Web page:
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New Kingsmill’s inquest welcomed

August 12, 2013

Last week’s decision by the attorney general to proceed with a new inquest into the Kingsmill’s murders on the back of information contained in the HET report on the killings has been welcomed by campaigners and political representatives.

Ten Protestant workmen were murdered by the IRA in the Kingsmill’s massacre in 1976. The textile workers were murdered when the bus they were travelling home from work in was ambushed near the village of Kingsmill.  Eleven armed men, using the cover name of the south Armagh Republican Action Force, forced the victims into revealing their religion before shooting them dead.

Kevin Winters, a solicitor acting for the sister of victim John McConville, welcomed the news of a new inquest but expressed concerns about adequate resources being made available to the coroner due to the current backlog of historical cases, which means coroner, John Leckey, has been unable to give a timescale for the Kingsmill’s inquest.

Ulster Unionist MLA Danny Kennedy said he would press the justice minister to provide more resources.

“This is a welcome development in pursuit of obtaining maximum justice for the relatives of Kingsmill’s,” he said.

“However, given the current workload indicated by the senior coroner, it is vital that this inquest should be brought forward to the earliest possible date.”

The SDLP’s Dominic Bradley also welcomed the news.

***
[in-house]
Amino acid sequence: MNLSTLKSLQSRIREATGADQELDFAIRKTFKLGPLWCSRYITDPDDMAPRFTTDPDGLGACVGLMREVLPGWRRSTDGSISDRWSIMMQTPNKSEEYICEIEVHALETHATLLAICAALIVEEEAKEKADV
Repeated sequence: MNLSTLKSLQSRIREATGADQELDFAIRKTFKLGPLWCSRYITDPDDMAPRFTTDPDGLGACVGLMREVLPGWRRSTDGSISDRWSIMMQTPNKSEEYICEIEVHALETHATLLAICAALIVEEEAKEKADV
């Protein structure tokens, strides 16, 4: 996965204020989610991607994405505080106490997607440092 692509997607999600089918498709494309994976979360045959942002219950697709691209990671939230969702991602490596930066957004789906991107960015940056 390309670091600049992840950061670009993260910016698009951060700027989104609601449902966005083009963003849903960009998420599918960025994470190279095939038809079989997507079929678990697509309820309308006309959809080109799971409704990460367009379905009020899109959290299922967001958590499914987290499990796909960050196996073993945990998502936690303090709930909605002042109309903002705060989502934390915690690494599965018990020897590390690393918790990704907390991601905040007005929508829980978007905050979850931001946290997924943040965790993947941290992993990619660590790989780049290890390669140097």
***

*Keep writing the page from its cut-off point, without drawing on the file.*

“The families of the victims have the right to the truth of what happened on the night their loved ones were murdered and, where possible, to the prosecution of anyone proven to be responsible in any way,” he said.

“Kingsmill’s was a sectarian massacre of innocent people who were doing nothing more than returning from a day’s work.  It happened at a time when murder strode the streets and roads of this region taking the lives of many innocent victims.

“I believe that it is also now timely for the HET to publish its long awaited report on the Glenanne Gang.  All victims’ families deserve to know the truth and there should be no cover-up or protection of individuals who were involved in murderous activity whether acting on behalf of paramilitary groups or state agencies.  The truth must come out.  If new inquests into the Kingsmill’s murders bring the families closer to the truth then that is to be welcomed.  If there are grounds for prosecutions then that course of action should be pursued.”

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